“The real difference in health care IT is the patient,” said Stacy Bolton, vice president and chief information officer/chief technology officer. “Our IT team may be behind the scenes, but they feel the value every day in knowing they are linked to patient care and knowing they can make a difference in someone’s hospital stay. That brings another, deeper layer of reward.”
Randy Avent, president of Florida Polytechnic University, the only state university focused solely on STEM education, said 85% to 90% of their graduates are finding work in Florida at companies like LRH and Saddle Creek. “Part of that is because we have very strategically tried to focus on small and medium businesses. As a small university, we can work with small companies, and they lead to the most significant amount of growth.”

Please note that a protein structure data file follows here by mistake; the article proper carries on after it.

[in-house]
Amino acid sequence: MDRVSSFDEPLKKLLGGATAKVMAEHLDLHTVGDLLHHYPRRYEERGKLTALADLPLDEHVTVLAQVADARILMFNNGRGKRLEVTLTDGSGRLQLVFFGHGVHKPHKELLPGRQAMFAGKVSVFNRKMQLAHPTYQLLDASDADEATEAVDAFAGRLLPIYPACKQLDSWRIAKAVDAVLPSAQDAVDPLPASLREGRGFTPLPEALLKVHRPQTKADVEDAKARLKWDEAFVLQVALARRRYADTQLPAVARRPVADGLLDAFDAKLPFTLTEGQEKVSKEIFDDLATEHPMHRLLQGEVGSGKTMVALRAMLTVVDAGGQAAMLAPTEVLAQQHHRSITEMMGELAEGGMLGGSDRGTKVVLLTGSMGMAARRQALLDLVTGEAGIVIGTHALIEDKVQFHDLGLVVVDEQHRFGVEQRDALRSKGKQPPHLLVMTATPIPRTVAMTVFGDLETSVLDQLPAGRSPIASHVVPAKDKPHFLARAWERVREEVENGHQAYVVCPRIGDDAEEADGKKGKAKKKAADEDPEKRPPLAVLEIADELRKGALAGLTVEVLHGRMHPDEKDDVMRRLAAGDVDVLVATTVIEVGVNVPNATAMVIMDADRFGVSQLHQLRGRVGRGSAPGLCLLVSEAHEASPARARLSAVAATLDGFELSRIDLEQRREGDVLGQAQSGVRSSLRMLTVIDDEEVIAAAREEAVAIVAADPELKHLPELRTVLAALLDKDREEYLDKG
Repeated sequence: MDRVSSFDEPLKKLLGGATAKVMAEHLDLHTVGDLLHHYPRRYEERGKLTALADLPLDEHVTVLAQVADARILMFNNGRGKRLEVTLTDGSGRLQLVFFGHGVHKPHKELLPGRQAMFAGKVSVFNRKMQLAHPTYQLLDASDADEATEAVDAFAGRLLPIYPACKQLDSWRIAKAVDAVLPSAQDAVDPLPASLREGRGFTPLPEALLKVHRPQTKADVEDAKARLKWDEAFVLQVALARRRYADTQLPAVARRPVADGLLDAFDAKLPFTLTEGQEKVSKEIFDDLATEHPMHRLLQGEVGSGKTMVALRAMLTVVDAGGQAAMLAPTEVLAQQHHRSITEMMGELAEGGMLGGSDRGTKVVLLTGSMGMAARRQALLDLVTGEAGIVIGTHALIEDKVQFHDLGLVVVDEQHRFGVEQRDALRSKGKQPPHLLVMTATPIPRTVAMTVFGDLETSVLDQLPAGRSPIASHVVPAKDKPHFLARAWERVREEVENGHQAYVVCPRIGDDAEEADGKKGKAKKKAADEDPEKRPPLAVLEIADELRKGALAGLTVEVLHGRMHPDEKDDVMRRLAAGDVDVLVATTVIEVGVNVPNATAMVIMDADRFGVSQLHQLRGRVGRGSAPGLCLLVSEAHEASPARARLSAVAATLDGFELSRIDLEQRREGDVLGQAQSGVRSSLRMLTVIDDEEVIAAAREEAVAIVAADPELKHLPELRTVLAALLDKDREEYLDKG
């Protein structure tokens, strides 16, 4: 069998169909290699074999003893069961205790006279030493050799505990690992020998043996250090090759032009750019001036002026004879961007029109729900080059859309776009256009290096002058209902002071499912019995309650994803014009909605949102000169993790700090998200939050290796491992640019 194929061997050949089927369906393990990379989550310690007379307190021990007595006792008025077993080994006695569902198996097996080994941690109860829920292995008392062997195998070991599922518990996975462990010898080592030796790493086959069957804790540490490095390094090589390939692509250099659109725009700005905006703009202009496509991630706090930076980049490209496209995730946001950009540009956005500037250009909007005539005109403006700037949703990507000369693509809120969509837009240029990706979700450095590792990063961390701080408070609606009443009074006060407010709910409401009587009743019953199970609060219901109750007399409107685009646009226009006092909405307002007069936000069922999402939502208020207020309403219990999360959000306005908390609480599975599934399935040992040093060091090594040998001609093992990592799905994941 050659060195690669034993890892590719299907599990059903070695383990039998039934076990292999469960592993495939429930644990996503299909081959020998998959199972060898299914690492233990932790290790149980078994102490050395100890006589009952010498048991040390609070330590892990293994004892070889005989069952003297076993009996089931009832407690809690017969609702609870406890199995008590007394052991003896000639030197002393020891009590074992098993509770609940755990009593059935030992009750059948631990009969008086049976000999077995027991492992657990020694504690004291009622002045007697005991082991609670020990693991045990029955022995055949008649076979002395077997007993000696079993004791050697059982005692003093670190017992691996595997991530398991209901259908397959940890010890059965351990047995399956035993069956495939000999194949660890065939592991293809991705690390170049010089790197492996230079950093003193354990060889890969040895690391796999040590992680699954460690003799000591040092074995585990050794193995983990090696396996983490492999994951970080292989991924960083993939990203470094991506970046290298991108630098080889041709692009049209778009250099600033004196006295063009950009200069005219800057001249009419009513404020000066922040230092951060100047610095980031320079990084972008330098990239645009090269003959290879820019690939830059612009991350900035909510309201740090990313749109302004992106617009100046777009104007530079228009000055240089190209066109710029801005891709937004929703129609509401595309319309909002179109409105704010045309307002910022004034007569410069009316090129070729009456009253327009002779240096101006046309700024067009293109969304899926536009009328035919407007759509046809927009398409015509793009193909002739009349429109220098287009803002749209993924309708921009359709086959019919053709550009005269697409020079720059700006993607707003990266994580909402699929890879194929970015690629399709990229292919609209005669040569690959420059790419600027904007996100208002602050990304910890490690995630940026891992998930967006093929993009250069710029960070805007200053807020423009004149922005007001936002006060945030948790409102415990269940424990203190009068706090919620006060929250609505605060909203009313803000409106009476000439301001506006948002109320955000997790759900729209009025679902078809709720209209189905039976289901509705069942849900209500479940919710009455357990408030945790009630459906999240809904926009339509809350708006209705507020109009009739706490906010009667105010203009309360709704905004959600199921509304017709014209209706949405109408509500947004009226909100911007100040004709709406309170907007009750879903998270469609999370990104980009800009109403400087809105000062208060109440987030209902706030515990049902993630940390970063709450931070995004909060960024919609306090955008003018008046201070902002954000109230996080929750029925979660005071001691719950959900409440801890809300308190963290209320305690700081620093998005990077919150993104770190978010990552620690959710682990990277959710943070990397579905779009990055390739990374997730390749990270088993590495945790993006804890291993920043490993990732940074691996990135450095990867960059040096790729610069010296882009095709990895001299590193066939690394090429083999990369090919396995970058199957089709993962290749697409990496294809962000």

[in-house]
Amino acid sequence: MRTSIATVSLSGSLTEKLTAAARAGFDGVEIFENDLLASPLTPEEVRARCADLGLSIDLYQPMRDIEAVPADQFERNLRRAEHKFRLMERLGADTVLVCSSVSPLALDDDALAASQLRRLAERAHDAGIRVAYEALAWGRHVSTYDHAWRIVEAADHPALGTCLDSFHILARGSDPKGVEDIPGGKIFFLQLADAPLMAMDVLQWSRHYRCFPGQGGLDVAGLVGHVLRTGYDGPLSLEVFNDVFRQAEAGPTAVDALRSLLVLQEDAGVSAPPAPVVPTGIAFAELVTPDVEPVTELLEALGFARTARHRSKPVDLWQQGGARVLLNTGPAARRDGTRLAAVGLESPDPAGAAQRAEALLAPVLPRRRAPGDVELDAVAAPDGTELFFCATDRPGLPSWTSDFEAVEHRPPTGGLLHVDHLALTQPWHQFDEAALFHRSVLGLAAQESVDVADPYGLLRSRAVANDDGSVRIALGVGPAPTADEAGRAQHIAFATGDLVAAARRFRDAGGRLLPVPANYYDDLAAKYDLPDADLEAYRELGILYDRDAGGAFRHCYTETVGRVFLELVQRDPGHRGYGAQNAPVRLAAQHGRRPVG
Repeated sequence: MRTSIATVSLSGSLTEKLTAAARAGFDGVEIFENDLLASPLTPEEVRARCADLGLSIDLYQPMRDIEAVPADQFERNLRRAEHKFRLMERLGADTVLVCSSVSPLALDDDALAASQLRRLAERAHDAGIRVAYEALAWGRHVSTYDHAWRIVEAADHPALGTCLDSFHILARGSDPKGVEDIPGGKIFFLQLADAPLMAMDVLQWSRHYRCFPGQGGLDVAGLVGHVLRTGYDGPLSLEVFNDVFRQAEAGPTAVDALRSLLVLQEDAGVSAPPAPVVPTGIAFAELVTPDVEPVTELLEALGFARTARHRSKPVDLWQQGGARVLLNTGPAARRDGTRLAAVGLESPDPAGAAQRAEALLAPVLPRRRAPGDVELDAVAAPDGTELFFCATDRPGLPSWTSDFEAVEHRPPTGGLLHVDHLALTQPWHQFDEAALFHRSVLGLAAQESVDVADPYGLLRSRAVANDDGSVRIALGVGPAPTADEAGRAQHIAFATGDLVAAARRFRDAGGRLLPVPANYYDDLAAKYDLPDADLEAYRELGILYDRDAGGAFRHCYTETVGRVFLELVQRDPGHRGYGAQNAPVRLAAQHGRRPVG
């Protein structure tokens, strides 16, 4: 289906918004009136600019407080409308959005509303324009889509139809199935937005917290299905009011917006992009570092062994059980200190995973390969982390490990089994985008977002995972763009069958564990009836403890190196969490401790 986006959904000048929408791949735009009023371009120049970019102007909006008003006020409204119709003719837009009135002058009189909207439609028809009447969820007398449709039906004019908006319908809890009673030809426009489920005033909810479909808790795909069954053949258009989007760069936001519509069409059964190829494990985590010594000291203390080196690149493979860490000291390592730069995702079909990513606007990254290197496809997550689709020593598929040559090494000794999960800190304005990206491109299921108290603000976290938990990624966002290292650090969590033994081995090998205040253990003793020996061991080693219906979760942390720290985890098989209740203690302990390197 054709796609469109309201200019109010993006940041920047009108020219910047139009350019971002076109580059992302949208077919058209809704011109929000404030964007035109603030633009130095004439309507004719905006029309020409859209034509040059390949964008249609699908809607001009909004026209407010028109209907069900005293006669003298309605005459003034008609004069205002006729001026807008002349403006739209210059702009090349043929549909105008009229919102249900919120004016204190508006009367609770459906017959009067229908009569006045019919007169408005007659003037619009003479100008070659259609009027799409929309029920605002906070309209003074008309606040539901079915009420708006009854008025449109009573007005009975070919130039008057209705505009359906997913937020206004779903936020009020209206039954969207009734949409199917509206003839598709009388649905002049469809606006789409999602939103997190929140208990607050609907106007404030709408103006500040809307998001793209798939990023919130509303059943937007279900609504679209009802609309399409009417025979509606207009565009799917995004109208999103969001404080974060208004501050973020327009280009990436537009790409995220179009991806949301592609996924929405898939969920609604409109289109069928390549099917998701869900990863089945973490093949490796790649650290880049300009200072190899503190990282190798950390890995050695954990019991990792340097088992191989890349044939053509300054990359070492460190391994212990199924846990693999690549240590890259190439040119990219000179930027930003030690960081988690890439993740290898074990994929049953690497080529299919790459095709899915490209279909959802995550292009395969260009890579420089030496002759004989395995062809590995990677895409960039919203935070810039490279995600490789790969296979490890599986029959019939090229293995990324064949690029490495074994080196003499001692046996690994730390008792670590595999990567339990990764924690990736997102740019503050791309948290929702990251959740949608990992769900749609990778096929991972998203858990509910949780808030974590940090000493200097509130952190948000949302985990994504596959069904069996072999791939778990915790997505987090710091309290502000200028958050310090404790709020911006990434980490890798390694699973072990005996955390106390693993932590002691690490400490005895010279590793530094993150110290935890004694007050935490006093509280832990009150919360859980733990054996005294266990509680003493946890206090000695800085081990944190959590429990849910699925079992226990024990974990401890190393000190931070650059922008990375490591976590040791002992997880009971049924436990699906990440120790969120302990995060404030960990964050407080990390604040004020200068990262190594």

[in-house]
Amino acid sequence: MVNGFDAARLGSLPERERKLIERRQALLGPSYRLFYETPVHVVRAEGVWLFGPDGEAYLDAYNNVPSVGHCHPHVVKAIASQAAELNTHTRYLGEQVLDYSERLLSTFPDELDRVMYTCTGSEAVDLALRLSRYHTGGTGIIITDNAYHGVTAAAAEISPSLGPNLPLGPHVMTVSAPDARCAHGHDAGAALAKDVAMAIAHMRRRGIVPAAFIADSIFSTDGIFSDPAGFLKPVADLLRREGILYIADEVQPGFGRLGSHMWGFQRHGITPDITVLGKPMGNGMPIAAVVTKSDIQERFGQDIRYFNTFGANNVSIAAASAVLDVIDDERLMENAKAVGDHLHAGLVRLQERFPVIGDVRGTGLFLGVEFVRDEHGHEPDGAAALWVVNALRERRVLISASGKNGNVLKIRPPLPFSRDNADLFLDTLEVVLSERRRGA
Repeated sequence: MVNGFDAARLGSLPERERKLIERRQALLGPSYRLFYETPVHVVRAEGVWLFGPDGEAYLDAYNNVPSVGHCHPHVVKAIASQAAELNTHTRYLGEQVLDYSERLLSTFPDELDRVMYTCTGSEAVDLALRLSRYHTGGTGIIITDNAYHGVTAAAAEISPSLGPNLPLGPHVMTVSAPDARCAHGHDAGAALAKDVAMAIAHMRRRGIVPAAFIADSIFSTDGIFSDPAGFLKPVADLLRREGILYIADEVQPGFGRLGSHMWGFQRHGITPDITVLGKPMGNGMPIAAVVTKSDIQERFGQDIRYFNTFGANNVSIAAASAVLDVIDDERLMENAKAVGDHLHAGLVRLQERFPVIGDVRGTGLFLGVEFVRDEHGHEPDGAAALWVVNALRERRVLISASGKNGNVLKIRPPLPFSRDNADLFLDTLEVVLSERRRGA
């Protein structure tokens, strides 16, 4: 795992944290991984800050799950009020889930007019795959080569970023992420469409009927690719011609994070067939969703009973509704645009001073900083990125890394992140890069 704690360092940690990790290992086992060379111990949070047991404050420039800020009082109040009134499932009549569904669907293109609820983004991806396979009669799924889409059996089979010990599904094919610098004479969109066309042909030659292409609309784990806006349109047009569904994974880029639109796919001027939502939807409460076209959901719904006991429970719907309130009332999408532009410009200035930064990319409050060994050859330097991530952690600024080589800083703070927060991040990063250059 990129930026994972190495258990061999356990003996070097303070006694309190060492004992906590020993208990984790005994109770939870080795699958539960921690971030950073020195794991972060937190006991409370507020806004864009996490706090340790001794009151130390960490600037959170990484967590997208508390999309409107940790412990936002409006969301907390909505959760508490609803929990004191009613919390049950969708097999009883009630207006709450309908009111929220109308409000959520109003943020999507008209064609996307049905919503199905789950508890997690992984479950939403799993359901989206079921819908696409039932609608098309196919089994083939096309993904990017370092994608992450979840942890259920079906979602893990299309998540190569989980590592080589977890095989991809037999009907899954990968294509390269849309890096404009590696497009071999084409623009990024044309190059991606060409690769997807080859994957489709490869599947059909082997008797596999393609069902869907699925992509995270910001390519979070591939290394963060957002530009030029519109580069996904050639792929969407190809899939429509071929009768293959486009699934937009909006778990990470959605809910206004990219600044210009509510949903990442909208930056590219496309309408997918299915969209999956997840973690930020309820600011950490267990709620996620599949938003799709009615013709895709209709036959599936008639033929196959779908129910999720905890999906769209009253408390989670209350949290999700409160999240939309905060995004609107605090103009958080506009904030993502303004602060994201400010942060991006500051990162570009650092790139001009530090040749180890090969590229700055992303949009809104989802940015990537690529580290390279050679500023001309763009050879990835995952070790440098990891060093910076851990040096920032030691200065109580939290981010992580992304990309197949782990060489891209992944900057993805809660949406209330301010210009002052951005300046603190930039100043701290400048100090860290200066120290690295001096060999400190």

Most students “have an affinity to where they went to college” and tend to stay in the area if there are jobs, Avent said. “If we start growing a research park around the university, we would attract and keep a lot of our students.”
The Room for Advancement
LRH created “IT Career Ladders” to give employees the opportunity to seek promotions with higher salaries. Some positions have up to three career levels, Dimmick said.
It also ensures its IT talent has opportunities to grow professionally. Training opportunities are based on a worker’s role, skill set and career path.
“They are learning in a way customized for them in addition to general industry IS/IT training,” Bolton said. “It’s also provided with regard to specific health system and talent department curriculum.”